Wednesday, October 12, 2011

Wandering the company town of Roebling

Back in the days before suburbanization, when a company built its manufacturing facilities in the countryside, it had to consider where the factory's workers would come from. There generally wasn't enough suitable labor locally, so the company would take on the role of developer and landlord and build a whole town for the workforce it would recruit from elsewhere. The typical company town would spring up just outside the factory gates: company-owned housing, stores, schools, fire and police protection, you name it.

The John A. Roebling's Sons company took this approach in 1905 when locating its new steel mill on the banks of the Delaware River south of Trenton. Today, the factory is gone, but many of the buildings and homes still stand in the tidy community of Roebling. Using a map provided by the Roebling Museum, I took a walking tour of a five-block by two-block section of this neat little enclave, which is now a part of Florence Township.

Row housing in Roebling.
During my visit to the museum, I'd learned that the living conditions and rules for the Roebling community had set it apart from many other company towns. First, the housing was constructed under the basic premise that workers and their families deserved decent and modern homes. A variety of brick structures was available depending on a worker's family situation: a 'bachelor hotel' for unmarried workers, row housing for couples and small families, duplexes and single-family houses that were mostly reserved for middle and upper management. Each was equipped with full plumbing, electricity and gas, which was unusual for the area at the time. The museum docent explained that the size of the home didn't necessarily equate with the employee's status in the company. One laborer, for example, had 13 children and was provided with a larger house to accommodate them.

At first, where you lived was also determined by your ethnicity. The company actively recruited recent immigrants from Central Europe, so you would see a Hungarian enclave, a block of Lithuanian families, and so on. That practice changed over time as youngsters of different backgrounds met, got married and had their own families while remaining in town, working at the factory as their fathers did.

The Roebling factory store in the center of town
is now a deli and convenience store.
The company store still stands as a small market and deli in the center of town, not far from the statue of Charles Roebling that was dedicated just a few years ago. Unlike the usual practice in similar towns, however, factory employees were paid in cash rather than company scrip, so they were able to buy their food and other staples anywhere they wished. Two things Roebling didn't have were churches and drinking establishments, but residents didn't have to go far to satisfy their thirst for salvation or distilled spirits: literally just across the railroad tracks at the edge of town, are seven houses of worship and 14 bars.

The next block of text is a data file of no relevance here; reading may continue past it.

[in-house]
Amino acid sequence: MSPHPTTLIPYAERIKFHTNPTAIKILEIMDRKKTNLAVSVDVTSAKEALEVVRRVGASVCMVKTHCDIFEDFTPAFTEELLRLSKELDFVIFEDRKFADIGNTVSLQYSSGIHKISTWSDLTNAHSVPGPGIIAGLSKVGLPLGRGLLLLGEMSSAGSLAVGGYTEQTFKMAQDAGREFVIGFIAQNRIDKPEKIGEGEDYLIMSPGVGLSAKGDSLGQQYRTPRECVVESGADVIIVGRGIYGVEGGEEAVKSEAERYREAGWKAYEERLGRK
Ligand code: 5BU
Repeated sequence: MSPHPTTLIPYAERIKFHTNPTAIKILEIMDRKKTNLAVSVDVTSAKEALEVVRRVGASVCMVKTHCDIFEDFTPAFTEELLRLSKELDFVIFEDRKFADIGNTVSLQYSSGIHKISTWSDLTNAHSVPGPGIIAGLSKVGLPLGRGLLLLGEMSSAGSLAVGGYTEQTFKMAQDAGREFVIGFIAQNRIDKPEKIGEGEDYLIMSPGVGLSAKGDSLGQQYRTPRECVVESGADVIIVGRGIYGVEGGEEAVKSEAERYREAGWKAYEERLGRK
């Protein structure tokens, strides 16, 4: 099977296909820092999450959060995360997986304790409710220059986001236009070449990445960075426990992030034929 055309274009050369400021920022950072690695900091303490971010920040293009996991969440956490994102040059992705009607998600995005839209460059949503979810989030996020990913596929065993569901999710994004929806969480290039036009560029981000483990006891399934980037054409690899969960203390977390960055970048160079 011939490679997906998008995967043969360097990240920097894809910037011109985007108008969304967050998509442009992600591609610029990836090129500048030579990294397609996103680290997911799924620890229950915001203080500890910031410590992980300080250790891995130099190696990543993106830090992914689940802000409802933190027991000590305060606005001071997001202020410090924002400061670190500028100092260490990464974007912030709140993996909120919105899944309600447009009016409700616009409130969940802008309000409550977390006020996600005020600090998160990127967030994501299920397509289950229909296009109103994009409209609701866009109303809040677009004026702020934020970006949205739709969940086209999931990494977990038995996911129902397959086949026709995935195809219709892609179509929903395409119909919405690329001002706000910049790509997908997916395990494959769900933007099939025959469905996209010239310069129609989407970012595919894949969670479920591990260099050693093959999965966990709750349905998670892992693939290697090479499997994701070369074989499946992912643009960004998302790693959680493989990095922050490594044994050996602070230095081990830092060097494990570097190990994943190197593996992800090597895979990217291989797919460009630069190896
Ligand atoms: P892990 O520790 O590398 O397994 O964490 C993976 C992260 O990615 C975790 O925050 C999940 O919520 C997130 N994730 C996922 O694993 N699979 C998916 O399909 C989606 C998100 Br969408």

Today, community pride is clear from the tidy lawns and well-cared for exteriors of the homes and public buildings. When I visited on a sunny weekday afternoon, a few people were out and about, but mostly, it was very quiet, with little traffic on the streets. No doubt, most residents were at work or school, and the streets would get busier at late afternoon. It wasn't hard to imagine that 50 or 100 years ago, the residential area would have been enveloped by the not-so-distant noise of the Roebling factory in action. If you blocked out the modern cars from sight, you might even be able to envision workers streaming down the main road from the factory gate at quitting time, making the short commute to their homes.

I needed to make the reverse walk to get back to my car, which was parked inside the factory gates beyond the museum. On the way, I passed a small vestige of the days when the whole town was privately owned: an otherwise easily-overlooked obelisk that once held part of a chain that blocked the street from traffic one day a year. It's a little-known fact, but in most jurisdictions, if you allow the public to use part of your private property as a thoroughfare for 365 consecutive days, it reverts to the public domain. Thus, to retain property rights to the road system, Roebling would block off the town's streets for one day per year by stringing lengths of rope (made from Roebling wire, of course) between obelisks like the one in the picture to the right. Rockefeller Center management used to do the same thing with the drive between 30 Rockefeller Plaza and the ice rink, usually on Christmas or New Years, I think. Pretty wild, eh?

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